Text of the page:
Testicular Cancer Facts

  • A man’s lifetime risk of developing testicular cancer is approximately 1 in 250
  • It accounts for 1% of all the cancers in men
  • It usually affects young men (age 15 - 40) in their prime of youth. It accounts for 11 - 13% of all cancers in this age group)
  • Testicular cancer has the highest cure rates among all cancers (>90%)
  • But, like all cancers, it can recur
  • Most commonly there are two types of testicular cancers--seminomas, or slow growing cancer and non-seminomas, or fast growing cancer
  • Prominent symptoms include pain/swelling/lumps in testicles/groin areas
  • Prominent risk factors include undescended testis (cryptorchidism), family history, mumps and inguinal hernia
  • Surgical removal of a testicle will not affect fertility. Chemotherapy, on the other hand, can harm sperm count/quality. Sperm banking may then be considered.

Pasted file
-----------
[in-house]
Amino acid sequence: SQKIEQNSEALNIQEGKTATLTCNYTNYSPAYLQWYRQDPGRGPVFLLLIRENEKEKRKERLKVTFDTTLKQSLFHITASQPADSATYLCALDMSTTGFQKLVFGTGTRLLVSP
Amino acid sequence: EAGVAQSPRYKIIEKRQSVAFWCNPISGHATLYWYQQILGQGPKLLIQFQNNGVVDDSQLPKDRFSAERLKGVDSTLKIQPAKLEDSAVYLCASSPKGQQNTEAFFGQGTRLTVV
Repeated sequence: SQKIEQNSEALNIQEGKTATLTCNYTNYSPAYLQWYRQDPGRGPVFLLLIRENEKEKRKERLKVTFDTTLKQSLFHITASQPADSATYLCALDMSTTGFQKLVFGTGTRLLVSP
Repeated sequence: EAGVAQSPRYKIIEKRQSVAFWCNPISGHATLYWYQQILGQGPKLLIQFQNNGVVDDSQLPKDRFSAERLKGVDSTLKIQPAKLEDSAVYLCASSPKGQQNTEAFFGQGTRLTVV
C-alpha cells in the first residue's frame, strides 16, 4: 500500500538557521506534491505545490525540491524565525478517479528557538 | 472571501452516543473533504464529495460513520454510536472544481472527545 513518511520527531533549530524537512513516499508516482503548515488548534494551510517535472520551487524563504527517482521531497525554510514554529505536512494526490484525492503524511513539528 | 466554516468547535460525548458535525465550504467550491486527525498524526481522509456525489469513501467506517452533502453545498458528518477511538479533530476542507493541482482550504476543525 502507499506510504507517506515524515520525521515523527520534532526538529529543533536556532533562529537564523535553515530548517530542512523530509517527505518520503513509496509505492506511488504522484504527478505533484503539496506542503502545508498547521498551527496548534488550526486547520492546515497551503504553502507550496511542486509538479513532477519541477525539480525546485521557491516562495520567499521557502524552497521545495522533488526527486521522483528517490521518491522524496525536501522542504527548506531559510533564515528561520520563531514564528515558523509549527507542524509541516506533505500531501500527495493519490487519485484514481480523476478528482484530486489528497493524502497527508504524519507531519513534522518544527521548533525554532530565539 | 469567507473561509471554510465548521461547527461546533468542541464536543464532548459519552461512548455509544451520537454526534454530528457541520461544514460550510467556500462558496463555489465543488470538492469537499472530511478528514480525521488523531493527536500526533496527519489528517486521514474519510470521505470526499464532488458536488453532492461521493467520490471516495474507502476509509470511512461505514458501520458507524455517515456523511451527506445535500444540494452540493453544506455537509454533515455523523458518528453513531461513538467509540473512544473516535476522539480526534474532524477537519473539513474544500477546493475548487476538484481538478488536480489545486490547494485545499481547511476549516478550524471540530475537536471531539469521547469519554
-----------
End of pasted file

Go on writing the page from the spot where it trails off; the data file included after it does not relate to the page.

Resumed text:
• How can I recognise testicular cancer?
    A man will notice the first signs of testicular cancer himself. But by the time men go and see a doctor, unfortunately the first metastases have already formed in one third of the cases. Every man should carefully feel both testicles for thickening and hardening once a month. The best time for this check is when the scrotum is limp and soft – that is, when outside temperatures are warm, e.g. under the shower or in the bath.

    Typical signs of cancer in its initial stage:

    • a painless (or painful) swelling or lump in/on the testicle
    • a feeling of heaviness in the testicle
    • a light twinge in the groin

    Typical signs of cancer in an advanced stage:

    • enlargement of the affected testicle
    • enlarged abdominal lymph nodes
    • enlarged or painful mammary glands